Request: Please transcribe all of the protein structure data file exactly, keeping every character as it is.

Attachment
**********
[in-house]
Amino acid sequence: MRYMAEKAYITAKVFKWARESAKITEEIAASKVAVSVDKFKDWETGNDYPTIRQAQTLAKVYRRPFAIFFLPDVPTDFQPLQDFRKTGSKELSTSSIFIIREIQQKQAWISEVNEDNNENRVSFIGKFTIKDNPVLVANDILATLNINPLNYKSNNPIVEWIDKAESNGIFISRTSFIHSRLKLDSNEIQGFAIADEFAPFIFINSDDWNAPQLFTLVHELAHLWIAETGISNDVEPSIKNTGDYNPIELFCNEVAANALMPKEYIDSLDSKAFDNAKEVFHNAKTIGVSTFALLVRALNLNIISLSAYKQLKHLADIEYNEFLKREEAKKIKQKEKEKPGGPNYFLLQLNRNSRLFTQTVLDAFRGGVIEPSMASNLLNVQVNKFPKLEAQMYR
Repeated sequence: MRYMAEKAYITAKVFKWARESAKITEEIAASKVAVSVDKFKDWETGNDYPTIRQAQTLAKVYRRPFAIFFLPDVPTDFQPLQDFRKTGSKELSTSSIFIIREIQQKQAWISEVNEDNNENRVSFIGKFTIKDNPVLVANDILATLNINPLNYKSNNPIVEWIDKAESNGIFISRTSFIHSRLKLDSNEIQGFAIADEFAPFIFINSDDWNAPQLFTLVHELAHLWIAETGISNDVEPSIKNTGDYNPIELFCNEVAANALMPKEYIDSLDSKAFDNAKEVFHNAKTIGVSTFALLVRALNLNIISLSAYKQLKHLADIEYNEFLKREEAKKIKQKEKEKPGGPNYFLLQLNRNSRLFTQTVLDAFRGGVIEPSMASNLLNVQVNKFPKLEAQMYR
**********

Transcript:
[in-house]
Amino acid sequence: MRYMAEKAYITAKVFKWARESAKITEEIAASKVAVSVDKFKDWETGNDYPTIRQAQTLAKVYRRPFAIFFLPDVPTDFQPLQDFRKTGSKELSTSSIFIIREIQQKQAWISEVNEDNNENRVSFIGKFTIKDNPVLVANDILATLNINPLNYKSNNPIVEWIDKAESNGIFISRTSFIHSRLKLDSNEIQGFAIADEFAPFIFINSDDWNAPQLFTLVHELAHLWIAETGISNDVEPSIKNTGDYNPIELFCNEVAANALMPKEYIDSLDSKAFDNAKEVFHNAKTIGVSTFALLVRALNLNIISLSAYKQLKHLADIEYNEFLKREEAKKIKQKEKEKPGGPNYFLLQLNRNSRLFTQTVLDAFRGGVIEPSMASNLLNVQVNKFPKLEAQMYR
Repeated sequence: MRYMAEKAYITAKVFKWARESAKITEEIAASKVAVSVDKFKDWETGNDYPTIRQAQTLAKVYRRPFAIFFLPDVPTDFQPLQDFRKTGSKELSTSSIFIIREIQQKQAWISEVNEDNNENRVSFIGKFTIKDNPVLVANDILATLNINPLNYKSNNPIVEWIDKAESNGIFISRTSFIHSRLKLDSNEIQGFAIADEFAPFIFINSDDWNAPQLFTLVHELAHLWIAETGISNDVEPSIKNTGDYNPIELFCNEVAANALMPKEYIDSLDSKAFDNAKEVFHNAKTIGVSTFALLVRALNLNIISLSAYKQLKHLADIEYNEFLKREEAKKIKQKEKEKPGGPNYFLLQLNRNSRLFTQTVLDAFRGGVIEPSMASNLLNVQVNKFPKLEAQMYR